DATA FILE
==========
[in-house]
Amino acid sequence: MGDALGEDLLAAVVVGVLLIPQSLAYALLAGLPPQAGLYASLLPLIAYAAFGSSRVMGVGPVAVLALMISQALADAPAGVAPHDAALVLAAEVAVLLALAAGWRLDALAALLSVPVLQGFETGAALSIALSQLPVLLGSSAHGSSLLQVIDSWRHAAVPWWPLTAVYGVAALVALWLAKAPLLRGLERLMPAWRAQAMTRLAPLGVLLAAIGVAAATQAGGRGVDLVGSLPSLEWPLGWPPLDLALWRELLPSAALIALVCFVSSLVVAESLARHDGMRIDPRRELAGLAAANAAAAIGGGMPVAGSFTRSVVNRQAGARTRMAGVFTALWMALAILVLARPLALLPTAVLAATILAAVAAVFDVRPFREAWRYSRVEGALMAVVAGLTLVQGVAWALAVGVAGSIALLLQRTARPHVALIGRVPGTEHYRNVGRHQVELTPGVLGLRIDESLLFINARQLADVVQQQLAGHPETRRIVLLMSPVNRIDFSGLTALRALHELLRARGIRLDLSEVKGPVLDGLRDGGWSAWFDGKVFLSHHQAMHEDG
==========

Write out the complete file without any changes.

[in-house]
Amino acid sequence: MGDALGEDLLAAVVVGVLLIPQSLAYALLAGLPPQAGLYASLLPLIAYAAFGSSRVMGVGPVAVLALMISQALADAPAGVAPHDAALVLAAEVAVLLALAAGWRLDALAALLSVPVLQGFETGAALSIALSQLPVLLGSSAHGSSLLQVIDSWRHAAVPWWPLTAVYGVAALVALWLAKAPLLRGLERLMPAWRAQAMTRLAPLGVLLAAIGVAAATQAGGRGVDLVGSLPSLEWPLGWPPLDLALWRELLPSAALIALVCFVSSLVVAESLARHDGMRIDPRRELAGLAAANAAAAIGGGMPVAGSFTRSVVNRQAGARTRMAGVFTALWMALAILVLARPLALLPTAVLAATILAAVAAVFDVRPFREAWRYSRVEGALMAVVAGLTLVQGVAWALAVGVAGSIALLLQRTARPHVALIGRVPGTEHYRNVGRHQVELTPGVLGLRIDESLLFINARQLADVVQQQLAGHPETRRIVLLMSPVNRIDFSGLTALRALHELLRARGIRLDLSEVKGPVLDGLRDGGWSAWFDGKVFLSHHQAMHEDG